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What is PMO Lite?

While there is no one size Portfolio, Programme, Project Management Office (PMO) model that fits all, any organisation can scale a PMO model to suit their unique business requirements based on budget, size and/or functions and services. At this point, let’s define a PMO as the decision enabling and business support model for all business change in an organisation through programmes, projects and other work. This may form a single or multiple, physical or virtual office structure, either permanent or temporary, providing a mix of centralised or localised functions and services. The PMO model should also seamlessly integrate with existing corporate governance arrangements and business support functions such as finance, HR and procurement. It exists to build capability and maturity improvements through a constant clear line of sight between strategic intent and the realisation of agreed outputs, capabilities, outcomes, benefits and/or value to the customer. 

 In this context, PMO Lite as the name suggests is a PMO model that best caters for those smaller organisations where the PMO functions and services are typically provisioned by a few people. In essence, PMO Lite is about delivering greater value to customers with fewer resources (e.g. people, assets, materials, funding and services). It does so by working smarter, providing continuous improvement services to those who direct, manage and deliver programmes, projects and other work. It is all about thinking outside the box, doing more with less and tailoring services around those “important” and “urgent” organisational needs. 

Right sizing

There a number of considerations to factor when designing a PMO model, particularly PMO Lite. If scaling by budget, then the PMO should be based on a relative percentage of approximately 3 - 5% of the total capital investment, not annual investment. That is, the totality of an organisation’s investments (or segment thereof) of the transformational business changes (through programmes, projects and other work) required to achieve both strategic and emergent objectives. If direct capital investment is not an option, then the PMO budget could be alternatively sourced through cost recovery or levies paid by the programmes and projects.

Alternatively, if scaling by size, the PMO should be based on a relative percentage of the total average headcount (including both employees and any contractors) from concept development through to programme and project completion. If total headcount is constrained, then consider seconding resources from programmes and projects into the PMO on a rotational basis. A project manager could be invited to work within the PMO for a period of 3 - 6 months to deliver those important and urgent organisational needs. It also helps to build internal capability and a better understanding of what the PMO provides to the organisation as a collective.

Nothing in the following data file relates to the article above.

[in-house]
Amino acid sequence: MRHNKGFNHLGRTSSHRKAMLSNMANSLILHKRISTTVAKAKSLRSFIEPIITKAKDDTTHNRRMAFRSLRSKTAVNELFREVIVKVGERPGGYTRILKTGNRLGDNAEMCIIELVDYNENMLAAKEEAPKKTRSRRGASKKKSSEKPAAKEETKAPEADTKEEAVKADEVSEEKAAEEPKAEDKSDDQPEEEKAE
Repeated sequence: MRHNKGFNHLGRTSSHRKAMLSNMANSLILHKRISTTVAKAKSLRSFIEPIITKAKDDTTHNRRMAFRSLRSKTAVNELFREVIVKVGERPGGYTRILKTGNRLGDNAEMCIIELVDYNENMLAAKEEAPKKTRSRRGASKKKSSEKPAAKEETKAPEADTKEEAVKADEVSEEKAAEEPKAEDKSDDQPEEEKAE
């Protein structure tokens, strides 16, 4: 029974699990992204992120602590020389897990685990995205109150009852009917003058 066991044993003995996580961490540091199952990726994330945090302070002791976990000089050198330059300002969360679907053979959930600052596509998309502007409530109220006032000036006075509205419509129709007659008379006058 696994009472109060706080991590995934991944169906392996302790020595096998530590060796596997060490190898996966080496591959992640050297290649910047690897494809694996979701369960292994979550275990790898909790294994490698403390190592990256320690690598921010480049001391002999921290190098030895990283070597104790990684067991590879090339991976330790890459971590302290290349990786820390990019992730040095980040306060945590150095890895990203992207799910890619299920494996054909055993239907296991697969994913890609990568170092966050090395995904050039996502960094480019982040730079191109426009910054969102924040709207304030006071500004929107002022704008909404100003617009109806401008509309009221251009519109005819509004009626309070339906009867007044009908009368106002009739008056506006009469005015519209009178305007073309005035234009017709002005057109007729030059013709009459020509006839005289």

Lastly, if by function and services, then the PMO should be based on actual business needs following a maturity assessment so any improvements are targeted particularly towards any quick wins. This should be driven by a bottom up approach where functions and services are continuously assessed in terms of customer demand and required effort per month.

 How to make it happen?

When designing the portfolio planning support, delivery support and capability support functions, organisations must consider what is possible using existing people resources, skill sets and capacity as this will inform maximum service level expectations. 

In supporting the main investment board, a PMO Lite model should create and maintain a holistic understanding of the portfolio. That is, totality of an organisation’s investment (or segment thereof) of the changes required to achieve the desired future state. This should include pertinent investment details about pipeline and inflight initiatives as well as existing services, assets and end-of-product life arrangements that ultimately informs a circular portfolio, program and project lifecycle. As maturity improves, then progress can be made towards achieving continuous portfolio management processes (of understand, categorise, prioritise, optimise and plan) that in turn develops into the portfolio plan for the immediate future.